An industrial engineer by training, Johnson began building knives at a very young age, learning skills at his uncle’s elbow, a welder in Nebraska. Fascinated with weaponry and how things worked, he continued to try new designs and techniques through trial and error followed by some metallurgy electives in college to satisfy his curiosity for materials. His skills continued to evolve and he began making custom designs mostly for friends and referrals using his knives in military, hunting and adventure applications. Johnson met Paul Tsujimoto and John Stitt at KA-BAR knives and they began discussing the possibilities of production knives based upon his designs. “It is a process to take a custom design and make it a production knife. There are market, material and price-point considerations, but a good design will survive the collaboration.” As the Field Editor of Boar Hunter magazine, Johnson knew he had a winner with the Baconmaker, particularly as a fit for the hog-hunting set.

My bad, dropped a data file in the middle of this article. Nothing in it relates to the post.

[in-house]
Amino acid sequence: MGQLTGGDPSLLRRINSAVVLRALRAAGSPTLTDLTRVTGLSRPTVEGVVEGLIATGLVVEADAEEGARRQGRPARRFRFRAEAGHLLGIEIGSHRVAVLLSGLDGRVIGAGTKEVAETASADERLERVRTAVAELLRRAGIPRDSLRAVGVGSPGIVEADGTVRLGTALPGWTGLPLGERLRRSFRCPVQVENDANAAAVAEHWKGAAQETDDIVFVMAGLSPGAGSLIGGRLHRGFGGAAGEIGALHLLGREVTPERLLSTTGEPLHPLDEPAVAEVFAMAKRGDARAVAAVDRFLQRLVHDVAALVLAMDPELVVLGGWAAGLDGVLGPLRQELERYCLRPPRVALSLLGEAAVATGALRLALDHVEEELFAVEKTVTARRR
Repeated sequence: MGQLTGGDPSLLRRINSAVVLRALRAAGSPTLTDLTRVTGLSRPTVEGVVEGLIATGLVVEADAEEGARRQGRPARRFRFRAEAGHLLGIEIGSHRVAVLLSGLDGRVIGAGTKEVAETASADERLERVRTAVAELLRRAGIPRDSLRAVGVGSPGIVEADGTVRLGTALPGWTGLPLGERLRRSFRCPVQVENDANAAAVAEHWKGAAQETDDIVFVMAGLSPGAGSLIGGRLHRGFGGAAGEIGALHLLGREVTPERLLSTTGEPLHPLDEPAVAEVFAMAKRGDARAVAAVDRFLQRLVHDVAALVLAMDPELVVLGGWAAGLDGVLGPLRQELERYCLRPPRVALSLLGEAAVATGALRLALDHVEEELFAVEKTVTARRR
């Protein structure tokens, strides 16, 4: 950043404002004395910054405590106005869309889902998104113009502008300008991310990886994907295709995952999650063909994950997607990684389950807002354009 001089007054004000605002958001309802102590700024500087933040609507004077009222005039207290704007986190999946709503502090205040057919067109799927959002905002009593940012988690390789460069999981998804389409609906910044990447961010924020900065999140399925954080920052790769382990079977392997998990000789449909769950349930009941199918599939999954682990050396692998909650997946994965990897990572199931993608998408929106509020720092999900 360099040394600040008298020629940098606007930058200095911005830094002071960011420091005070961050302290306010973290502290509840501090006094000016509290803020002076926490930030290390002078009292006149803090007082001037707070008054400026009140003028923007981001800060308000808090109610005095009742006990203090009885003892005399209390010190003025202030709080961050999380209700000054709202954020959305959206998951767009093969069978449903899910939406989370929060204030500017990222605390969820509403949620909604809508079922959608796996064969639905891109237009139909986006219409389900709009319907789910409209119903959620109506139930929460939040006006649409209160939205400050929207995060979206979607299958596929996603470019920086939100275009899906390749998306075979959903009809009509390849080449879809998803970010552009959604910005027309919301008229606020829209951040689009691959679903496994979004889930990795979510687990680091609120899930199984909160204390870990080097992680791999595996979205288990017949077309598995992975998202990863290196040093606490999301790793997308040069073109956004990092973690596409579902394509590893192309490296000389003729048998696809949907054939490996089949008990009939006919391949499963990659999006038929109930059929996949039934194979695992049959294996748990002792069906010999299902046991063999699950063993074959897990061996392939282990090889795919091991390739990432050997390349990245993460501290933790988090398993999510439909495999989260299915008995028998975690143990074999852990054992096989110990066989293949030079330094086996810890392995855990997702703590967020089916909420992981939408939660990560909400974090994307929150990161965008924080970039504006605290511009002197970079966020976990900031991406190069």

The Baconmaker sports a high-carbon (1095 carbon steel) 7-1/8-inch fixed blade with a Rockwell Hardness of 56-58. Originally, a .25-inch-thick blade, the production model ended up with .188-inch steel to better facilitate an entry thrust. While observers have noted a “Persian” influence to the Baconmaker’s curving spine and point, Johnson maintains the design was more the product of “walking around the yard sticking things and finding an optimal design.” The handle material is proprietary Adventuregrip, a brown injection-molded polymer that gives a positive, stippled reptilian feel to the multi-position handle. With an overall length of 12-5/8 inches and a weight of 13.6 ounces, there is nothing subtle about the Baconmaker.
Built with that same philosophy in mind, Johnson designed a utilitarian cousin for the Baconmaker, named the Potbelly. Johnson describes the Potbelly as “the illegitimate offspring of a sledgehammer and a scalpel, a hammer with an edge.” A working knife with a thick and deep bellied blade (.25-inch x 7-1/8-inch of 1095), its blade and handle angles are designed so the wrist will be in a strong position to chop. He was inspired to design this knife when faced with situations where “a hatchet just wasn’t getting it done, but I wanted a practical piece of high-carbon field steel that I could easily resharpen.”